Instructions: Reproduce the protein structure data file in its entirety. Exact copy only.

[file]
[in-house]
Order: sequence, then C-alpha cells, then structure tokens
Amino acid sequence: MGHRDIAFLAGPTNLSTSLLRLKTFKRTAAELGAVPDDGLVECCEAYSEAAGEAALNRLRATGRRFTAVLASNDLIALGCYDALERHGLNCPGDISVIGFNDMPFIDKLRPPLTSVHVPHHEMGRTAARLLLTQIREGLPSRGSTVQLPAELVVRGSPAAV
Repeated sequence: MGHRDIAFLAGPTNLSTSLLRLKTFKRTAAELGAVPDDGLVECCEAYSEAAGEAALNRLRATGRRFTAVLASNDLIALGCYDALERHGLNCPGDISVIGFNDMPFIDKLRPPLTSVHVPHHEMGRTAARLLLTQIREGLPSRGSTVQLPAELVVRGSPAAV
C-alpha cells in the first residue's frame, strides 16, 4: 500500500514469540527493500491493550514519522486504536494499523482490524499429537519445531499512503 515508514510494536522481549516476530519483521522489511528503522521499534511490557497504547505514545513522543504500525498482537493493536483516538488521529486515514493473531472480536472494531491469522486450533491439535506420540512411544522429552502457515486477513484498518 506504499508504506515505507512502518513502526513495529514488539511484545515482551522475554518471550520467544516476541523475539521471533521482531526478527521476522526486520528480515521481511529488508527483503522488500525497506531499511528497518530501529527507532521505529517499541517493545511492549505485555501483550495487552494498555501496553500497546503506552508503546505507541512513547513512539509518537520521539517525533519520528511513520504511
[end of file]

[in-house]
Order: sequence, then C-alpha cells, then structure tokens
Amino acid sequence: MGHRDIAFLAGPTNLSTSLLRLKTFKRTAAELGAVPDDGLVECCEAYSEAAGEAALNRLRATGRRFTAVLASNDLIALGCYDALERHGLNCPGDISVIGFNDMPFIDKLRPPLTSVHVPHHEMGRTAARLLLTQIREGLPSRGSTVQLPAELVVRGSPAAV
Repeated sequence: MGHRDIAFLAGPTNLSTSLLRLKTFKRTAAELGAVPDDGLVECCEAYSEAAGEAALNRLRATGRRFTAVLASNDLIALGCYDALERHGLNCPGDISVIGFNDMPFIDKLRPPLTSVHVPHHEMGRTAARLLLTQIREGLPSRGSTVQLPAELVVRGSPAAV
C-alpha cells in the first residue's frame, strides 16, 4: 500500500514469540527493500491493550514519522486504536494499523482490524499429537519445531499512503 515508514510494536522481549516476530519483521522489511528503522521499534511490557497504547505514545513522543504500525498482537493493536483516538488521529486515514493473531472480536472494531491469522486450533491439535506420540512411544522429552502457515486477513484498518 506504499508504506515505507512502518513502526513495529514488539511484545515482551522475554518471550520467544516476541523475539521471533521482531526478527521476522526486520528480515521481511529488508527483503522488500525497506531499511528497518530501529527507532521505529517499541517493545511492549505485555501483550495487552494498555501496553500497546503506552508503546505507541512513547513512539509518537520521539517525533519520528511513520504511